The hike to Sunset Rock totals 1.6 miles and features stunning views of North Adams and the surrounding valleys. As the name suggests, this is a great spot to watch the sunset — just be sure to bring a flashlight or headlamp for the hike back down.

The sunset rock hike is part of the longer Hoosac Range trail, which leads to Spruce Peak and totals 6 miles.

The Hoosac Range trail ascends up a series of switchbacks to Sunset Rock. It is not particularly steep, but it is all uphill. This is suitable for families with elementary-age kids and is gorgeous during the fall foliage season.

If you have the stamina for a longer hike, I highly recommend heading up to Spruce Hill. The 6-mile out-and-back hike is totally doable!

Difficulty level: Moderate. It’s all uphill but isn’t very steep.
Length of trail: 1.6-mile loop
Elevation gain: 301 feet
Dogs: Yes
Fee: Free
Directions to the Sunset Rock Trailhead

March Cataract Falls, Williamstown, MA

March Cataract Falls in Williamstown, MA
March Cataract Falls in the spring. Photo credit

Difficulty level: Easy
Length of trail: 3 miles, round-trip
Elevation gain: 511 feet
Dogs: Yes
Fee: Free
Notes: The trailhead is located next to Sperry Road Campground on Sperry Road, which is closed from November to June. Here is a link to the Google map.

You can reach Mount Greylock’s loveliest waterfall by hiking 1.5 miles on an easy trail through a mixed hardwood forest. I won’t go into too much detail here because I’ve covered March Cataract Falls in a separate post.

The falls are fullest in the spring, and dry to almost a trickle in the fall, but the colorful leaves more than make up for that.

Hiking in the Berkshires: Southern Region

These trails are located near or south of Pittsfield, Massachusetts, and one of them is just south of the border in Connecticut.

Stevens Glen Trail, West Stockbridge, MA

Difficulty level: Moderate. The loop is flat and easy. The spur trail to the glen is uphill.
Length of trail: 1.2 miles (round trip)
Elevation gain: 229 feet
Dogs: Yes
Fee: Free
Notes: The trailhead is located on Lenox Branch Road. Click here for the Google Map.

This 1.25-mile loop through Stevens Glen takes you through a deep, dark hemlock forest, across two footbridges, and eventually, through a birch forest to Stevens Glen, where you’ll find a very narrow gorge with a 40-foot, ribbon-thin cascade that is gorgeous in the spring.

The spur trail takes you to a nice viewing platform with a bench for relaxing. Retrace your steps on the spur trail until you return to the loop. If you visit in the summer, be sure to spend some time barefoot in the streams.

Bash Bish Falls, Mt. Washington, MA

A long exposure shot of Bash Bish Falls
Bash Bish Falls is the highest single-drop waterfall in Massachusetts

Difficulty level: Easy
Length of trail: 1.5 miles (round trip)
Dogs: On leash
Fee: Free
Notes: Detailed information and a trail map can be found on the Bash Bish Falls State Park webpage. Here is the Google Map location for the Massachusetts parking area.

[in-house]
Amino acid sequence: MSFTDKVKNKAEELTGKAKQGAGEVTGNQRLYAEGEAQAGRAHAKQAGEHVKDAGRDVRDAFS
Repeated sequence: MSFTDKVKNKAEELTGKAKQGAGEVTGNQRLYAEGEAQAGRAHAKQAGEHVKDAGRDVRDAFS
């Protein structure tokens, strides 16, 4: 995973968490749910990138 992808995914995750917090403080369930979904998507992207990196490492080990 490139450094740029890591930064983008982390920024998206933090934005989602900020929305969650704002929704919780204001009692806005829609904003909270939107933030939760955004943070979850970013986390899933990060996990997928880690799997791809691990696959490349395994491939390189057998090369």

I couldn’t create a hiking-in-the-Berkshires post without including Bash Bish Falls. This is the highest single-drop waterfall in Massachusetts, and it’s a looker!

Visitors can either park at the base of the falls in New York or at the top of the falls in Massachusetts. The falls are located in Bash Bish Falls State Park in Massachusetts, but very close to the border.

The hike down to the base of the falls from the Massachusetts parking area is a very steep ⅓ of a mile. If you park in the lower lot, the hike is easy and just ⅔ of a mile with an elevation gain of 150 feet.

Although swimming is technically not allowed, we witnessed plenty of bathers under the falls in the summer, so you’ll have to use your judgment on whether that rule is meant to be broken.

Alcoholic beverages are not allowed in any Massachusetts State Parks. There are more extensive hiking opportunities in Washington State Forest, just south of the falls, or in Taconic State Park across the border in New York.

Monument Mountain Reserve, Great Barrington, MA

The far-reaching view from Devil's Pulpit on Monument Mountain in Great Barrington, MA.
The view from Devil’s Pulpit on Monument Mountain in Great Barrington.

Difficulty level: Easy to moderate
Length of trail: all under 3 miles
Dogs: On leash
Fee: $6 for parking
Notes: Detailed information, directions, and a trail map can be found on The Trustees website.

This is a new hike for us, but we love it! Monument Mountain is a 503-acre preserve managed by The Trustees. There are several trails on the preserve, but all of them are easy to moderate and under three miles.

I think the best views can be found along the Peeskawso Peak Trail, and there are several small waterfalls along the Hickey Trail.

If you choose the 1.5-mile Mohican Monument Trail, you’ll pass the remains of ancient Native American trails, stone walls of former sheep pastures, and old woods roads.

Honestly, no matter what path you choose, you will experience lovely woodland trails. Fair warning, though – these trails are popular with both locals and visitors, so I recommend hiking in the early morning. There is a $6 fee for parking at the trailhead.

Insider Tip: We included the hike up Monument Mountain on our detailed 3-day itinerary for Stockbridge, MA. If you are planning a longer visit, be sure to check it out.

Bartholomew’s Cobble in Sheffield, MA

A long distance view of the mountains from Bartholomew's Cobble in the Berkshires